The pall of gloom which such severe restrictions cast on them did not last too long. Miss Postlethwaite, the efficient barmaid, soon popped up. The quiet simplicity of her costume and the devout manner in which she pulled the wine-handle brought in the requisite cheer. Soon, the pot-boy appeared with a steaming hot creamy fish soup which appeared to be coming straight from the stables of Anatole. Nose bags were duly put on and a free-flowing conversation followed.

Of Plummy affairs

The Egg brought up the innumerable qualities of Jeeves, expressing his ardent wish he could get hold of one such gentleman’s gentleman. The Bean admired the woolly headedness of Lord Emsworth and wondered if he did not possess similar qualities. The Crumpet spoke reverentially of the personality traits of independent women like Joan Valentine and Sally. The goofiness of Madeline Bassett got an honourable mention. So did the romantic nature of Mrs. Spottsworth. The Eastern connections of Captain Biggar-Biggar and his own Code of Conduct were fondly recalled.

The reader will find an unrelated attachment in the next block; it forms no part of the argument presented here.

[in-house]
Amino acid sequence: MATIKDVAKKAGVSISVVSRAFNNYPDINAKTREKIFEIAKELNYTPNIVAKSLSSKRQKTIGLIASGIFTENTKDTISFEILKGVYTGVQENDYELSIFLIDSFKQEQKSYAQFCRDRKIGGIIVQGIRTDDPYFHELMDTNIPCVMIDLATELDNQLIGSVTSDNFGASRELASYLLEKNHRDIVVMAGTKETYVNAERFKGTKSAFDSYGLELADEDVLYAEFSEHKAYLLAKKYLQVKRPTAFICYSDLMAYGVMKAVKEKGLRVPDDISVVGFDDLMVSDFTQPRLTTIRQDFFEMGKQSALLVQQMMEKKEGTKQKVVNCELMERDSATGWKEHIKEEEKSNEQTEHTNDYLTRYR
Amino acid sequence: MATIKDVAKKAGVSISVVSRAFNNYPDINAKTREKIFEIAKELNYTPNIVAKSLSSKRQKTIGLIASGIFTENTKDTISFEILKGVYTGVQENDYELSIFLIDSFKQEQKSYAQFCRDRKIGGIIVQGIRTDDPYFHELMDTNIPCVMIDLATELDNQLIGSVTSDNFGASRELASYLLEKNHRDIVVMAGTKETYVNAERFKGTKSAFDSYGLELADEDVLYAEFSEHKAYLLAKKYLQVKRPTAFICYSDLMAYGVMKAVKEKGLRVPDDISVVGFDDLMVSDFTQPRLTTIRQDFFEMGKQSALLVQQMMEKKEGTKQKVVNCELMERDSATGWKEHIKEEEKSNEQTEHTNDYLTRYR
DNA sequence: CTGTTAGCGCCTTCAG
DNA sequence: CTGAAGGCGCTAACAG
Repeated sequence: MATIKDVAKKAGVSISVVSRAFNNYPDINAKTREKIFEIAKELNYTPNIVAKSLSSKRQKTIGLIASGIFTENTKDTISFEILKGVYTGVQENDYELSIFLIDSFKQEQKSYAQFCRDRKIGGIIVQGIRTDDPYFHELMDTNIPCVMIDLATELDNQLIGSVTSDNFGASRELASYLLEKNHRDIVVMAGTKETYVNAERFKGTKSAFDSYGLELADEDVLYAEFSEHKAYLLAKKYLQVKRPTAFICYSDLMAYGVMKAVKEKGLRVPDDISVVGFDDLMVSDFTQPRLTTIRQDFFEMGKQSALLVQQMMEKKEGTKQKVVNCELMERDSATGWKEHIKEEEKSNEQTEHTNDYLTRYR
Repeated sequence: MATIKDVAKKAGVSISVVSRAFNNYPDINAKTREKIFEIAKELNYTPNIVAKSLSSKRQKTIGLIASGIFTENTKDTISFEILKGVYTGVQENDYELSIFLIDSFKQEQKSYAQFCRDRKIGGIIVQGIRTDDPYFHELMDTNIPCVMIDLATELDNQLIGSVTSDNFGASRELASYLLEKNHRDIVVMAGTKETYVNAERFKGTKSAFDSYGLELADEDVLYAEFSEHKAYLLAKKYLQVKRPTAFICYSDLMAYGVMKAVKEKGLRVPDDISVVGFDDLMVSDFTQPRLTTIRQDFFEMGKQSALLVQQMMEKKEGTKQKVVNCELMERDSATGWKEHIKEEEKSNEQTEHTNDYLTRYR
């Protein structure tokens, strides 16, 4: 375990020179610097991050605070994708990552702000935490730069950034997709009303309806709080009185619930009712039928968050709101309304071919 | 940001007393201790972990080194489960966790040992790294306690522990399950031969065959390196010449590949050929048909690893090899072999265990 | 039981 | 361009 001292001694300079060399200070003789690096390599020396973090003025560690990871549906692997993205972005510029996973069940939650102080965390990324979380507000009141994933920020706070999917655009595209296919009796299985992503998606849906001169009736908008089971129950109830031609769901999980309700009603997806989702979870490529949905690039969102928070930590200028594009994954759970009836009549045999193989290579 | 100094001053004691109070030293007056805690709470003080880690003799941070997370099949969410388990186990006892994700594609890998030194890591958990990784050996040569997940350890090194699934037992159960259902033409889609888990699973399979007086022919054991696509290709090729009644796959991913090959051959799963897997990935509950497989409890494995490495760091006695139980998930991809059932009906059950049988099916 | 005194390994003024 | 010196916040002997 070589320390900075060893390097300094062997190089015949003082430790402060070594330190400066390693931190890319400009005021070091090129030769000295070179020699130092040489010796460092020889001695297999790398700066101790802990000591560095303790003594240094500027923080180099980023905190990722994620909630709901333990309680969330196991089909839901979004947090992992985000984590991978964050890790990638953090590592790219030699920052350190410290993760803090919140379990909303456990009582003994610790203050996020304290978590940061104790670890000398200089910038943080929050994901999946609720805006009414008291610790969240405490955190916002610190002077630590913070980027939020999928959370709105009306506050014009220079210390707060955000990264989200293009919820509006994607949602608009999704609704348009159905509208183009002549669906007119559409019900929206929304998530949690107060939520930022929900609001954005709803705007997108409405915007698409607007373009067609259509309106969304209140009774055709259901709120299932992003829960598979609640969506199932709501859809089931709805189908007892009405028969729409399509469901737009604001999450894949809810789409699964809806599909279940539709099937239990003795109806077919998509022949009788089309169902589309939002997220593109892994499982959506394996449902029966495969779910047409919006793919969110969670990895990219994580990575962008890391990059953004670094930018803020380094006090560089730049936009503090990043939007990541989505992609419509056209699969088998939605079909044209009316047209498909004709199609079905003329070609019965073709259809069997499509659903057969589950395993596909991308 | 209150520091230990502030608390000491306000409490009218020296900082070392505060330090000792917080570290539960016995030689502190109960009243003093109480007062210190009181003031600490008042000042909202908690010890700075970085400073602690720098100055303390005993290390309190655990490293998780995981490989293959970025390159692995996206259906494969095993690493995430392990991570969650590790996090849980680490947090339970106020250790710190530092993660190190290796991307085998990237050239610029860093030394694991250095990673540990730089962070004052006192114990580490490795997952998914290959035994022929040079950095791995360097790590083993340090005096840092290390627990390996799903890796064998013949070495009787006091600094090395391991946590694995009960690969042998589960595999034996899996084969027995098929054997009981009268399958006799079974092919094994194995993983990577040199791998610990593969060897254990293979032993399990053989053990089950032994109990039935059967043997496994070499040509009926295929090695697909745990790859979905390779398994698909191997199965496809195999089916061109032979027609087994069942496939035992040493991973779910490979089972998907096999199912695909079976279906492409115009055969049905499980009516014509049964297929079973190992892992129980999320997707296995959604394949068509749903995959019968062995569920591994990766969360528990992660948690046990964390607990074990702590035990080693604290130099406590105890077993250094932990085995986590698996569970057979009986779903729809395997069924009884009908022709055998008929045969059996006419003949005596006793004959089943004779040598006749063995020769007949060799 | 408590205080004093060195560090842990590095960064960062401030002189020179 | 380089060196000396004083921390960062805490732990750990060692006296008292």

Lessons of good health espoused by Ashe Marson came in for general praise. Several escapades of Bingo Little and Rosie M. Banks which contribute to the cause of matrimonial harmony were mentioned. The paramount importance of women having their afternoon cup of tea was analysed threadbare. The fact that not many details were available concerning the parents of Bertie Wooster came up for discussion.PGW HughLaurie-BertieWooster

An action movie on Master’s works?

Over coffee, the Egg and the Bean mentioned the authors whose work they read. The Crumpet lamented his being at the terminal stage of Wodehousitis, making him incapable of devouring anything else. The general opinion of the group was that if reading Wodehouse is escapism, then all forms of literature and fine arts could also get labelled likewise.